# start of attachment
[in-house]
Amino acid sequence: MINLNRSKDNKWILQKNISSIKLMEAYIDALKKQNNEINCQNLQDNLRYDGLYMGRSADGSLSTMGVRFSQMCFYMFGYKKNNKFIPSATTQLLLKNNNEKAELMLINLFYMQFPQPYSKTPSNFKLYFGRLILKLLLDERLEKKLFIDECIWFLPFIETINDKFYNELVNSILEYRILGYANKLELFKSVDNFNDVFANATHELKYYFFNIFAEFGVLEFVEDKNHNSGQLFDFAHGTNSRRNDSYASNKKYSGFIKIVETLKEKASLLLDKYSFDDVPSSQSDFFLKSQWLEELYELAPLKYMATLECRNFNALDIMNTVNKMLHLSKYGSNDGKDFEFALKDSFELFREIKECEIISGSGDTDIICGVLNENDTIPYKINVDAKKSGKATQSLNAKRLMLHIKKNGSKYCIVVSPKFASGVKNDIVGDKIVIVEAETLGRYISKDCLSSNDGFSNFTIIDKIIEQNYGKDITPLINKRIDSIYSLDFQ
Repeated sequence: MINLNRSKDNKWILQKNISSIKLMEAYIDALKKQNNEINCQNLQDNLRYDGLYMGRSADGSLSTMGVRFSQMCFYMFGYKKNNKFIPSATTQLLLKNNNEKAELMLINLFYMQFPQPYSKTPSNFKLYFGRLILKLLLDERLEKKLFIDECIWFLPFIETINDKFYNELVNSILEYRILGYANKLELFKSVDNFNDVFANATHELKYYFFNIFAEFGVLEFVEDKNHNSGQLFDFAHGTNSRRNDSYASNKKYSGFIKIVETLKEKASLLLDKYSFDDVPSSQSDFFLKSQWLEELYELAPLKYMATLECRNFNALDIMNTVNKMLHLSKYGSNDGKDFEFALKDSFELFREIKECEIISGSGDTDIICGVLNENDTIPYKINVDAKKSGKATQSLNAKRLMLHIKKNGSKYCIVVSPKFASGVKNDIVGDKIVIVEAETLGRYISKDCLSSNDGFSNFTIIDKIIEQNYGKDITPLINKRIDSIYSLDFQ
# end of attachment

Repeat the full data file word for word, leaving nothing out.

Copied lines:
[in-house]
Amino acid sequence: MINLNRSKDNKWILQKNISSIKLMEAYIDALKKQNNEINCQNLQDNLRYDGLYMGRSADGSLSTMGVRFSQMCFYMFGYKKNNKFIPSATTQLLLKNNNEKAELMLINLFYMQFPQPYSKTPSNFKLYFGRLILKLLLDERLEKKLFIDECIWFLPFIETINDKFYNELVNSILEYRILGYANKLELFKSVDNFNDVFANATHELKYYFFNIFAEFGVLEFVEDKNHNSGQLFDFAHGTNSRRNDSYASNKKYSGFIKIVETLKEKASLLLDKYSFDDVPSSQSDFFLKSQWLEELYELAPLKYMATLECRNFNALDIMNTVNKMLHLSKYGSNDGKDFEFALKDSFELFREIKECEIISGSGDTDIICGVLNENDTIPYKINVDAKKSGKATQSLNAKRLMLHIKKNGSKYCIVVSPKFASGVKNDIVGDKIVIVEAETLGRYISKDCLSSNDGFSNFTIIDKIIEQNYGKDITPLINKRIDSIYSLDFQ
Repeated sequence: MINLNRSKDNKWILQKNISSIKLMEAYIDALKKQNNEINCQNLQDNLRYDGLYMGRSADGSLSTMGVRFSQMCFYMFGYKKNNKFIPSATTQLLLKNNNEKAELMLINLFYMQFPQPYSKTPSNFKLYFGRLILKLLLDERLEKKLFIDECIWFLPFIETINDKFYNELVNSILEYRILGYANKLELFKSVDNFNDVFANATHELKYYFFNIFAEFGVLEFVEDKNHNSGQLFDFAHGTNSRRNDSYASNKKYSGFIKIVETLKEKASLLLDKYSFDDVPSSQSDFFLKSQWLEELYELAPLKYMATLECRNFNALDIMNTVNKMLHLSKYGSNDGKDFEFALKDSFELFREIKECEIISGSGDTDIICGVLNENDTIPYKINVDAKKSGKATQSLNAKRLMLHIKKNGSKYCIVVSPKFASGVKNDIVGDKIVIVEAETLGRYISKDCLSSNDGFSNFTIIDKIIEQNYGKDITPLINKRIDSIYSLDFQ